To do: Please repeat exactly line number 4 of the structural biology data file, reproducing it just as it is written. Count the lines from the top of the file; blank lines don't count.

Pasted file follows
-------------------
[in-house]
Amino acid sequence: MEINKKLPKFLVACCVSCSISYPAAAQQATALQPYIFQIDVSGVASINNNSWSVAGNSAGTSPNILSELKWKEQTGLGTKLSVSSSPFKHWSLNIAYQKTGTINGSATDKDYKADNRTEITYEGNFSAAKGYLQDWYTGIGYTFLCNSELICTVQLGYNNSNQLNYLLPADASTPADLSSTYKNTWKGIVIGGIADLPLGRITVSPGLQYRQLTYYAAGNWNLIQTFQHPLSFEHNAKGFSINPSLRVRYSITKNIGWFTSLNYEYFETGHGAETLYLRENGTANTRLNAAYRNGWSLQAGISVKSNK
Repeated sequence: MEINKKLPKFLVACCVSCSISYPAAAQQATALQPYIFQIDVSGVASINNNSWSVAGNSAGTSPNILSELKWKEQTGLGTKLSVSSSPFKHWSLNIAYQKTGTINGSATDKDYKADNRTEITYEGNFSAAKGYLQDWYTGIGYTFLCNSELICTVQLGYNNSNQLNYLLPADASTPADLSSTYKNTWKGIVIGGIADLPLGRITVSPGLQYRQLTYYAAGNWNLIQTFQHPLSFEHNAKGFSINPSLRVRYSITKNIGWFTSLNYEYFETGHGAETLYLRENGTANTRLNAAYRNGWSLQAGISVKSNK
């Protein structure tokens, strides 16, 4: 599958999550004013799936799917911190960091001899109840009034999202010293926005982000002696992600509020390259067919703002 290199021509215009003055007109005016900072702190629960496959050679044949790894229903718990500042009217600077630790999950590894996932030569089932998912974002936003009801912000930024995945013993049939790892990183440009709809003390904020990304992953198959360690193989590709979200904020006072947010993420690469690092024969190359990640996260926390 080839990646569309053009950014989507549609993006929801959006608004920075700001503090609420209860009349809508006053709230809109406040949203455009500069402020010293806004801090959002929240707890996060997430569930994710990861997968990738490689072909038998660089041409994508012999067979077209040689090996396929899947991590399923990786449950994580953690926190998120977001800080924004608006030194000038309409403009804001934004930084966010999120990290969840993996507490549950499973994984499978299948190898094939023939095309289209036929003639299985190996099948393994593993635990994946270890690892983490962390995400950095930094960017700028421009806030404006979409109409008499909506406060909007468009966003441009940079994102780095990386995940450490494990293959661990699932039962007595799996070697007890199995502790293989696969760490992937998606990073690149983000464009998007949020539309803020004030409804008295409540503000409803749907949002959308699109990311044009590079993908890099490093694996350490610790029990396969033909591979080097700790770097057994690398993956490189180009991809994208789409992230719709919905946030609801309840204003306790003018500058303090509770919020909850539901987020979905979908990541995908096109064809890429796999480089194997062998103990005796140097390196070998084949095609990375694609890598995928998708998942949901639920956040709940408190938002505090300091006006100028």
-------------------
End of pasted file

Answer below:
């Protein structure tokens, strides 16, 4: 599958999550004013799936799917911190960091001899109840009034999202010293926005982000002696992600509020390259067919703002 290199021509215009003055007109005016900072702190629960496959050679044949790894229903718990500042009217600077630790999950590894996932030569089932998912974002936003009801912000930024995945013993049939790892990183440009709809003390904020990304992953198959360690193989590709979200904020006072947010993420690469690092024969190359990640996260926390 080839990646569309053009950014989507549609993006929801959006608004920075700001503090609420209860009349809508006053709230809109406040949203455009500069402020010293806004801090959002929240707890996060997430569930994710990861997968990738490689072909038998660089041409994508012999067979077209040689090996396929899947991590399923990786449950994580953690926190998120977001800080924004608006030194000038309409403009804001934004930084966010999120990290969840993996507490549950499973994984499978299948190898094939023939095309289209036929003639299985190996099948393994593993635990994946270890690892983490962390995400950095930094960017700028421009806030404006979409109409008499909506406060909007468009966003441009940079994102780095990386995940450490494990293959661990699932039962007595799996070697007890199995502790293989696969760490992937998606990073690149983000464009998007949020539309803020004030409804008295409540503000409803749907949002959308699109990311044009590079993908890099490093694996350490610790029990396969033909591979080097700790770097057994690398993956490189180009991809994208789409992230719709919905946030609801309840204003306790003018500058303090509770919020909850539901987020979905979908990541995908096109064809890429796999480089194997062998103990005796140097390196070998084949095609990375694609890598995928998708998942949901639920956040709940408190938002505090300091006006100028």